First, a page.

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Rotational Effects

Field of canola.
Canola is considered the most promising oilseed crop for diversifying wheat-based cropping systems in the Inland PNW. Acreage planted to canola in the Inland PNW has increased each year for the past 15 years. Canola serves as a break or non-host crop for many important soilborne pathogens of wheat and helps farmers control weeds. Most studies in the literature report that canola has a positive effective on subsequent wheat yield Degree of influence on soil biological properties and crop productivity is, however, crop specific.
Long term cropping systems studies on wheat performance when canola was the previous crop have been conducted near Reardan and Ritzville, WA. Results show that wheat after canola generally has significantly less grain yield compared to wheat after wheat. Analysis of surface soils sampled every year revealed that canola led to decreased microbial biomass compared to wheat. Notably, mycorrhizal fungi and other fungi were reduced following canola. Canola is not a host of mycorrhizal fungi. Declines in viable microbial biomass could interrupt key microbial processes related to nutrient and water acquisition essential for optimal crop productivity.

DNA has been extracted from soil samples collected in 2020 and 2021 at the Ritzville site and will be analyzed for bacterial and fungal communities to identify differences following canola vs wheat. This will complement the phospholipid fatty acid analysis which is concurrently underway. The goal is to understand how canola may impact soil health, both positively and negatively. By understanding the cause of this phenomenon, we can understand the conditions under which it is a problem and possibly how it can be mitigated.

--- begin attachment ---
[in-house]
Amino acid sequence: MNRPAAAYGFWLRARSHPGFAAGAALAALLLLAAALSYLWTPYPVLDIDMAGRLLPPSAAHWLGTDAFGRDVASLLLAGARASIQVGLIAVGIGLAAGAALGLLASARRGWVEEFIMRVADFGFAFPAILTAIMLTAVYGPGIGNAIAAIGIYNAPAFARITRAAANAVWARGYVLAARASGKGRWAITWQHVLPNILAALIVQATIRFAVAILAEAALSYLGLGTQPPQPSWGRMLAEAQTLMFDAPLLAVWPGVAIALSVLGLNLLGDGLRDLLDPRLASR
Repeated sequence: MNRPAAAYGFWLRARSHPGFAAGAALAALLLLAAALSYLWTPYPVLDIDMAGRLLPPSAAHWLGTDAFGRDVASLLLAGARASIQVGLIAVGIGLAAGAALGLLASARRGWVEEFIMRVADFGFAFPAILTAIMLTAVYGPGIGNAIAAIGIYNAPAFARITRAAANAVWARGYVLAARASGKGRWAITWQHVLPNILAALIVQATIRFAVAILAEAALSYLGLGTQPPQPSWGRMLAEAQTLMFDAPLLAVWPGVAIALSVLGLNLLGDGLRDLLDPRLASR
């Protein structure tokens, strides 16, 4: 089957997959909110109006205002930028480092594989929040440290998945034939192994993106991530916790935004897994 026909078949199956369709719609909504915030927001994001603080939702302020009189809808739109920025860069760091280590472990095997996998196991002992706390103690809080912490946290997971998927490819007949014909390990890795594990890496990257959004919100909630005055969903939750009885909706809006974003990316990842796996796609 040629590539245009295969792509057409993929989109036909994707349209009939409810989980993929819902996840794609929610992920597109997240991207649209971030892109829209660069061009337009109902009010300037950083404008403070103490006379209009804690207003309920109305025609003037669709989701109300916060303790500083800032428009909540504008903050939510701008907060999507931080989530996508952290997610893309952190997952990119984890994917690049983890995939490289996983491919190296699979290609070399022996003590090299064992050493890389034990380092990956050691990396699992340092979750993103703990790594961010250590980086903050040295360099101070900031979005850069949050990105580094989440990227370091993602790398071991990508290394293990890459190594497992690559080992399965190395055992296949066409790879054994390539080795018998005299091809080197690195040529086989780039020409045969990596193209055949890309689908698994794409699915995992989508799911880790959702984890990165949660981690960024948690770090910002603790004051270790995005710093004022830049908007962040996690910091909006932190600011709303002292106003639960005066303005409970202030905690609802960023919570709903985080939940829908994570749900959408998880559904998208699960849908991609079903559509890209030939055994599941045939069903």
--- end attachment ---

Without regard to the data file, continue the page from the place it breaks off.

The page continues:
Extension Publications on Rotational Effects

Cover of Winter canola feasibility in rotation with winter wheat.

Winter Canola Feasibility in Rotation with Winter Wheat

Winter wheat-summer fallow rotations are predominate in the dryland cropping region (< 12” of annual precipitation) of eastern Washington. Farmers in this region rely heavily on continuous applications of Group 2 herbicides for winter annual grassy weed control and suppression (see sidebar). This repeated application of Group 2 herbicides that includes Beyond, Maverick, Olympus, Olympus Flex, Osprey, and PowerFlex increases the potential for herbicide-resistant populations of winter annual grassy weeds such as downy brome (Bromus tectorum L.) and jointed goatgrass (Aegilops cylindrica) (Campbell 2011).
CSS Field Day Abstracts

Click here to see all the CSS Field Day Abstracts. 

Abstracts from Conferences

  • Young, F.L. 2012. Synching Chemical Rotation with Crop Rotation. Oral presentation in Pacific Northwest Oilseed Crop Adaptation session. Northwest Bioenergy Research Symposium. Seattle, WA. Nov. 13, 2012.
  • Kennedy, A.C., T.L. Stubbs, W.F. Schillinger, and T.A. Smith. 2010. Soil Quality Differences Among Long-Term No-Till Irrigated Crop Rotations to Replace Burning and Plowing Continuous Wheat [CD-ROM]. Soil Science Society of America annual meeting, 31 Oct. – 3 Nov., Long Beach, CA. ASA, CSSA, and SSSA Abstracts.
  • Young, F.L. and K.E. Sowers. 2010. Introducing Winter Canola in the Wheat-Fallow Region of North Central Washington. American Society of Agronomy annual meeting, 31 Oct.-4 Nov., Long Beach, CA. ASA, CSSA, and SSSA Abstracts 253-8.

Conference Presentations

Peer Reviewed Articles

For more information on rotational effects contact:

Aaron Esser
Phone: 509-659-3210
aarons@wsu.edu

Bill Schillinger 
Phone: 509-235-1933
william.schillinger@wsu.edu


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Samantha Crow
Administrative Assistant
509-677-3671
samantha.crow@wsu.edu